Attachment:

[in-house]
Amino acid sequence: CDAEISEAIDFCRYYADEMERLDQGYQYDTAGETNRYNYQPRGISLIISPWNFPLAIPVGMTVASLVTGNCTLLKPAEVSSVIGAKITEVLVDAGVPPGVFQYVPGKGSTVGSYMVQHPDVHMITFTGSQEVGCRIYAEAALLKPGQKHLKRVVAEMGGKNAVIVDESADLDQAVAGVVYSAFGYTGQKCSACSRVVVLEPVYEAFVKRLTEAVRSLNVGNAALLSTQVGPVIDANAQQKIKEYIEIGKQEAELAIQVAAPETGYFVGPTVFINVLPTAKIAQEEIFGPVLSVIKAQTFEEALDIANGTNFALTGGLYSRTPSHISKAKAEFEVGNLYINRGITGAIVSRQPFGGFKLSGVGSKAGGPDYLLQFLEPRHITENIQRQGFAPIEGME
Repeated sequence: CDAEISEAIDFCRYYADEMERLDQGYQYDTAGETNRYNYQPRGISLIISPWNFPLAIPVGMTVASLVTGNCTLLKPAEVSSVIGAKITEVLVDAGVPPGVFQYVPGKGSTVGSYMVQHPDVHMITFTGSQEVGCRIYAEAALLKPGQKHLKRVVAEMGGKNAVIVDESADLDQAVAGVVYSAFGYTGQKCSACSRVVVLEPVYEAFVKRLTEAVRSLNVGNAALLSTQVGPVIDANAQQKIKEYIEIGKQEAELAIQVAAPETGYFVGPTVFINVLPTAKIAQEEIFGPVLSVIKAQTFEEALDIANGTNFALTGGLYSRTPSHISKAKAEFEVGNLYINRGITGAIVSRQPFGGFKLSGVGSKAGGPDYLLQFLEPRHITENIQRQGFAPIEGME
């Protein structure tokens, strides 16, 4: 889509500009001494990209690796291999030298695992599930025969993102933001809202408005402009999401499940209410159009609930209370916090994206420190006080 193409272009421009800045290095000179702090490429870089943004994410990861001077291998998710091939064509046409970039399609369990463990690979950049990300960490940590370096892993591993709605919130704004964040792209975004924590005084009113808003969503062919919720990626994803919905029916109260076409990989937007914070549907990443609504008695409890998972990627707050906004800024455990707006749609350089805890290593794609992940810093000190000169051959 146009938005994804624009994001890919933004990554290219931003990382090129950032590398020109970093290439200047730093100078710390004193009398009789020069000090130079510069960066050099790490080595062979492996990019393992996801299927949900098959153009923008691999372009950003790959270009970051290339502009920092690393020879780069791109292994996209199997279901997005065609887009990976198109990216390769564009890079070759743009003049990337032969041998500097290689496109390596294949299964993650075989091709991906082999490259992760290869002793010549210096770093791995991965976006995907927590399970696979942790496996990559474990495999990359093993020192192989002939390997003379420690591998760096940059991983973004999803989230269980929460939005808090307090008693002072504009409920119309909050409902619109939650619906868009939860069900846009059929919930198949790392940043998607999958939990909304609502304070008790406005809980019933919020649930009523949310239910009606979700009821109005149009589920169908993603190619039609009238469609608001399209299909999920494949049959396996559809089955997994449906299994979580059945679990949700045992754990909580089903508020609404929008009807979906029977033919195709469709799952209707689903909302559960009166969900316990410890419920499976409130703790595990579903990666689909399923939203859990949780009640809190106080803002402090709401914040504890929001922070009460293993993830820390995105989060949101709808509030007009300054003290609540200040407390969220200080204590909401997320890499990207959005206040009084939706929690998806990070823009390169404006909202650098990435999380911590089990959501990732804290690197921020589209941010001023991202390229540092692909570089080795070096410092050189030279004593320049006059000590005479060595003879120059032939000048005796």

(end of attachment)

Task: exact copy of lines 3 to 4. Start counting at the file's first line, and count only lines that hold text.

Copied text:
Repeated sequence: CDAEISEAIDFCRYYADEMERLDQGYQYDTAGETNRYNYQPRGISLIISPWNFPLAIPVGMTVASLVTGNCTLLKPAEVSSVIGAKITEVLVDAGVPPGVFQYVPGKGSTVGSYMVQHPDVHMITFTGSQEVGCRIYAEAALLKPGQKHLKRVVAEMGGKNAVIVDESADLDQAVAGVVYSAFGYTGQKCSACSRVVVLEPVYEAFVKRLTEAVRSLNVGNAALLSTQVGPVIDANAQQKIKEYIEIGKQEAELAIQVAAPETGYFVGPTVFINVLPTAKIAQEEIFGPVLSVIKAQTFEEALDIANGTNFALTGGLYSRTPSHISKAKAEFEVGNLYINRGITGAIVSRQPFGGFKLSGVGSKAGGPDYLLQFLEPRHITENIQRQGFAPIEGME
């Protein structure tokens, strides 16, 4: 889509500009001494990209690796291999030298695992599930025969993102933001809202408005402009999401499940209410159009609930209370916090994206420190006080 193409272009421009800045290095000179702090490429870089943004994410990861001077291998998710091939064509046409970039399609369990463990690979950049990300960490940590370096892993591993709605919130704004964040792209975004924590005084009113808003969503062919919720990626994803919905029916109260076409990989937007914070549907990443609504008695409890998972990627707050906004800024455990707006749609350089805890290593794609992940810093000190000169051959 146009938005994804624009994001890919933004990554290219931003990382090129950032590398020109970093290439200047730093100078710390004193009398009789020069000090130079510069960066050099790490080595062979492996990019393992996801299927949900098959153009923008691999372009950003790959270009970051290339502009920092690393020879780069791109292994996209199997279901997005065609887009990976198109990216390769564009890079070759743009003049990337032969041998500097290689496109390596294949299964993650075989091709991906082999490259992760290869002793010549210096770093791995991965976006995907927590399970696979942790496996990559474990495999990359093993020192192989002939390997003379420690591998760096940059991983973004999803989230269980929460939005808090307090008693002072504009409920119309909050409902619109939650619906868009939860069900846009059929919930198949790392940043998607999958939990909304609502304070008790406005809980019933919020649930009523949310239910009606979700009821109005149009589920169908993603190619039609009238469609608001399209299909999920494949049959396996559809089955997994449906299994979580059945679990949700045992754990909580089903508020609404929008009807979906029977033919195709469709799952209707689903909302559960009166969900316990410890419920499976409130703790595990579903990666689909399923939203859990949780009640809190106080803002402090709401914040504890929001922070009460293993993830820390995105989060949101709808509030007009300054003290609540200040407390969220200080204590909401997320890499990207959005206040009084939706929690998806990070823009390169404006909202650098990435999380911590089990959501990732804290690197921020589209941010001023991202390229540092692909570089080795070096410092050189030279004593320049006059000590005479060595003879120059032939000048005796």